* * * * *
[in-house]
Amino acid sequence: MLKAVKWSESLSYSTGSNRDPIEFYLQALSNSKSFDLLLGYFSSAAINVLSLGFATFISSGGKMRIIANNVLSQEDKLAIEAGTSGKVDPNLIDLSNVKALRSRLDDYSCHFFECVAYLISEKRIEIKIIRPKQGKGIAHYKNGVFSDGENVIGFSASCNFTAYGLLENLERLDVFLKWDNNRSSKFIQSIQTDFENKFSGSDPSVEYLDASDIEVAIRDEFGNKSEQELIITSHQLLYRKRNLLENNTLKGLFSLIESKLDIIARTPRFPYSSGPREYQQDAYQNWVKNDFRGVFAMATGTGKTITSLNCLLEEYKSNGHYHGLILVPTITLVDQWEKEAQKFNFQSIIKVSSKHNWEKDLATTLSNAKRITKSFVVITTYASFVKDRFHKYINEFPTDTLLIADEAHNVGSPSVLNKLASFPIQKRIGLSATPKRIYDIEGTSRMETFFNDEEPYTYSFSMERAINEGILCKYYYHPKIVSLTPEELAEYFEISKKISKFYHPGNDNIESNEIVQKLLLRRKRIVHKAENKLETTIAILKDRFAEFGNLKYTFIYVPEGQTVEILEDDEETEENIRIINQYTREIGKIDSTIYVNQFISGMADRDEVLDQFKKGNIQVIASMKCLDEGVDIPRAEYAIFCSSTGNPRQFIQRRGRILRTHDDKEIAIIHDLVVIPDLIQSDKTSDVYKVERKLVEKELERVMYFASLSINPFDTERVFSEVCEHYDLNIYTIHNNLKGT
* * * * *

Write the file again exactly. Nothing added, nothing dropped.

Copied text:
[in-house]
Amino acid sequence: MLKAVKWSESLSYSTGSNRDPIEFYLQALSNSKSFDLLLGYFSSAAINVLSLGFATFISSGGKMRIIANNVLSQEDKLAIEAGTSGKVDPNLIDLSNVKALRSRLDDYSCHFFECVAYLISEKRIEIKIIRPKQGKGIAHYKNGVFSDGENVIGFSASCNFTAYGLLENLERLDVFLKWDNNRSSKFIQSIQTDFENKFSGSDPSVEYLDASDIEVAIRDEFGNKSEQELIITSHQLLYRKRNLLENNTLKGLFSLIESKLDIIARTPRFPYSSGPREYQQDAYQNWVKNDFRGVFAMATGTGKTITSLNCLLEEYKSNGHYHGLILVPTITLVDQWEKEAQKFNFQSIIKVSSKHNWEKDLATTLSNAKRITKSFVVITTYASFVKDRFHKYINEFPTDTLLIADEAHNVGSPSVLNKLASFPIQKRIGLSATPKRIYDIEGTSRMETFFNDEEPYTYSFSMERAINEGILCKYYYHPKIVSLTPEELAEYFEISKKISKFYHPGNDNIESNEIVQKLLLRRKRIVHKAENKLETTIAILKDRFAEFGNLKYTFIYVPEGQTVEILEDDEETEENIRIINQYTREIGKIDSTIYVNQFISGMADRDEVLDQFKKGNIQVIASMKCLDEGVDIPRAEYAIFCSSTGNPRQFIQRRGRILRTHDDKEIAIIHDLVVIPDLIQSDKTSDVYKVERKLVEKELERVMYFASLSINPFDTERVFSEVCEHYDLNIYTIHNNLKGT